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Negative impact of the baht strength on Thailand’s real estate sector

Thailand’s property services firm Jones Lang LaSalle pointed out a growing concern over the potential negative impact of the baht appreciation on the country’s real estate sector.

Daniel Lorenzzo

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Thailand’s property services firm Jones Lang LaSalle pointed out a growing concern over the potential negative impact of the baht appreciation on the country’s real estate sector. According to Jones Lang LaSalle Thailand’s managing director Suphin Mechuchep, the property sectors including Bangkok high-end condominiums and resort properties in key holiday destinations  like Phuket have been directly affected by the baht strength as foreign buyers are the major source of demand in these markets.

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Thailand’s property services firm Jones Lang LaSalle pointed out a growing concern over the potential negative impact of the baht appreciation on the country’s real estate sector.

According to Jones Lang LaSalle Thailand’s managing director Suphin Mechuchep, the property sectors including Bangkok high-end condominiums and resort properties in key holiday destinations  like Phuket have been directly affected by the baht strength as foreign buyers are the major source of demand in these markets.

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Jones Lang LaSalle Thailand’s managing director said: “The stronger baht currency will diminish the attractiveness of the country’s real estate from foreign buyers’ point of view”.

However, in the short term, Suphin does not anticipate a significant negative impact on Thailand real estate as the current demand in Thailand’s markets has come mainly from local buyers, while demand from foreign buyers has dropped during the past few years.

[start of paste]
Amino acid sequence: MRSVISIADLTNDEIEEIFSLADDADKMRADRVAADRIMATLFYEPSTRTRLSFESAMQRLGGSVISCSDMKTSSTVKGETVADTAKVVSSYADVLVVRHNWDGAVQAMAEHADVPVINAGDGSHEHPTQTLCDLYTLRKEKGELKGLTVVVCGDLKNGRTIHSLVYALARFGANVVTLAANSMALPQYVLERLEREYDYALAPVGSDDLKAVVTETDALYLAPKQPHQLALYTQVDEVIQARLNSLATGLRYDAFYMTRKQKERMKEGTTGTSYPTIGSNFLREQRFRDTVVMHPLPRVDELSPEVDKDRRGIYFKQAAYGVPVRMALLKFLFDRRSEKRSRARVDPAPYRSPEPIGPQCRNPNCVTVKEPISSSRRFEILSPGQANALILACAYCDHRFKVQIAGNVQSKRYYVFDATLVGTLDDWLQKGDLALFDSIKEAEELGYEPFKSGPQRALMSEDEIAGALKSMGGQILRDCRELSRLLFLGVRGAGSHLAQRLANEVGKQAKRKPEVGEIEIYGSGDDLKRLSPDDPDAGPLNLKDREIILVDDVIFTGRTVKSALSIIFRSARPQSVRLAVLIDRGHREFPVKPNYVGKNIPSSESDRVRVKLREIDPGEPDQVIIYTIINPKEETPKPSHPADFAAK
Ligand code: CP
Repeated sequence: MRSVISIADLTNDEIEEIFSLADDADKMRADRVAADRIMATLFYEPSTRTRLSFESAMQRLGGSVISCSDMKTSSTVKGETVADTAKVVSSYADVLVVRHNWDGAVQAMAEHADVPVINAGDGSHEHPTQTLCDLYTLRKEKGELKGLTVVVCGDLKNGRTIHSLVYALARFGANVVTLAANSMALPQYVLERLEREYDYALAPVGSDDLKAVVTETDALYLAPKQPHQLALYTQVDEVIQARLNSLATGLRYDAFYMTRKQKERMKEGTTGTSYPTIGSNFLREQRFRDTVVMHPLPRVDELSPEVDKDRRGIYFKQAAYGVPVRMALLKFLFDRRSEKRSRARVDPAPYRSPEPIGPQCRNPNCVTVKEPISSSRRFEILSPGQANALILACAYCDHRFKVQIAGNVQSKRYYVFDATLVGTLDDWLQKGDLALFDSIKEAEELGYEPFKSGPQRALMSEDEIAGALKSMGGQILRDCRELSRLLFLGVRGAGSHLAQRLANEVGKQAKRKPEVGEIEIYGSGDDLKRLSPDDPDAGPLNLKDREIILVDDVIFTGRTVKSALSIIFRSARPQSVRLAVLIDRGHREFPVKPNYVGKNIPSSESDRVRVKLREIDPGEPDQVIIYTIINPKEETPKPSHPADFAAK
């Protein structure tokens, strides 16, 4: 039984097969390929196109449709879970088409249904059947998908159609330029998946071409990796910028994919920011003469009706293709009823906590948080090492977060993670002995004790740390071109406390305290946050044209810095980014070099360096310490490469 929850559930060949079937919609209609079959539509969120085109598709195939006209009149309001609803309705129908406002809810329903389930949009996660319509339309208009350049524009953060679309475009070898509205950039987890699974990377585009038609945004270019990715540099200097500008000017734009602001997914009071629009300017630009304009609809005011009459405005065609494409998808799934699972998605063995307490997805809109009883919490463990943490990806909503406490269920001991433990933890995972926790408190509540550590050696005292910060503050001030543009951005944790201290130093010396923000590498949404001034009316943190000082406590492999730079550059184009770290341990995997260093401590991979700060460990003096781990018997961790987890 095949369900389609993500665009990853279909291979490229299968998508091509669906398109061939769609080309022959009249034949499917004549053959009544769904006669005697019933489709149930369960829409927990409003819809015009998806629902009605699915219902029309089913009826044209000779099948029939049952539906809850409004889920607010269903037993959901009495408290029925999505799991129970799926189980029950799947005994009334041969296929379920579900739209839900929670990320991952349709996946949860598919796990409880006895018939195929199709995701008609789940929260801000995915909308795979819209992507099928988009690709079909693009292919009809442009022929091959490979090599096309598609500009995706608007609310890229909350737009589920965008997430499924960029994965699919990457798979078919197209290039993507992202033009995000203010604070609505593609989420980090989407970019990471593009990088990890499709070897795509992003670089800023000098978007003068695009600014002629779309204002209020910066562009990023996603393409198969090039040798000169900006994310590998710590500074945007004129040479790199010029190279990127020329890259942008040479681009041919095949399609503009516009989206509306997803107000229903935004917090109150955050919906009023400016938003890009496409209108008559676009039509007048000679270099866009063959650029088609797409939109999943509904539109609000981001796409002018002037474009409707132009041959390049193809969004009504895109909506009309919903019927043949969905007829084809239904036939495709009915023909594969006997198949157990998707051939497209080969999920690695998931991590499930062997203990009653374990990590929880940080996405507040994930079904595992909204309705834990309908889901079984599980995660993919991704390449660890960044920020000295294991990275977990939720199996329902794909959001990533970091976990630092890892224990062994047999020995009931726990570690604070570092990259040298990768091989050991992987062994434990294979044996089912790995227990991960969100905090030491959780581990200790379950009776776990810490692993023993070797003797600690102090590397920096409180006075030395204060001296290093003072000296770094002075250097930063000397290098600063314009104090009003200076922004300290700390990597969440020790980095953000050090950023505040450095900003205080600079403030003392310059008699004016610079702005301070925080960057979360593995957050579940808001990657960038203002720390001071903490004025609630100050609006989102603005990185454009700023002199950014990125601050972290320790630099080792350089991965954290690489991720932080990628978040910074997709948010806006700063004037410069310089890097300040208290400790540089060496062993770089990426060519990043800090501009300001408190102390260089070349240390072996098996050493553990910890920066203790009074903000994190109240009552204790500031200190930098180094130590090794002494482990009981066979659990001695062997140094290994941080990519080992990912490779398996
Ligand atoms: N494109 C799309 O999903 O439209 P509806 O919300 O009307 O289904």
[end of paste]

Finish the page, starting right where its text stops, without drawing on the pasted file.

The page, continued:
“The number of foreigners buying Thai property as a second or retirement residence, or even for investment purposes has seen a marked decline due to the country’s continued political uncertainty, dampened by the global financial crisis.”

She added: “Since late-2008 when the global financial crisis escalated, buyers from the US, Europe, and also from the Middle East have disappeared as the economies in these regions suffered a lot from the global financial crisis. Meanwhile, buyers from Asia, who have been less affected by the global financial crisis,  seem to concern more on the continued political uncertainty in our country.  And as a result, they have continued to adopt a wait-and-see approach.”

However Suphin believes that if the stronger baht continues to pose a threat to the export and tourism sectors, demand for real estate will inevitably be affected at a later stage as it is tied tightly with the country’s economic condition.

She also suggests that if the reduction of interest rates could help slow down the appreciation of the baht, the government should keep the measure into consideration.

“The measure will also benefit the residential sector as mortgage for home purchases will be less costly for buyers, and also help property developers burdened with borrowings,” she concluded.

Jones Lang LaSalle: Baht strength unlikely to hurt real estate in the short term

Thailand Real Estate

Although the Thai real estate industry has continued growing significantly since 2008, we have not seen a real estate bubble environment manifesting. The industry seems to have learned its lessons during the 1997 financial crisis and has successfully implemented the following safeguards: The banking industry has become much more cautious providing project financing and mortgage loans.

Being a developing country, the cost of property in Thailand is much lower than in the more developed European markets. But, on the other hand, prices for Thai property, in general, are rising at a much faster rate.


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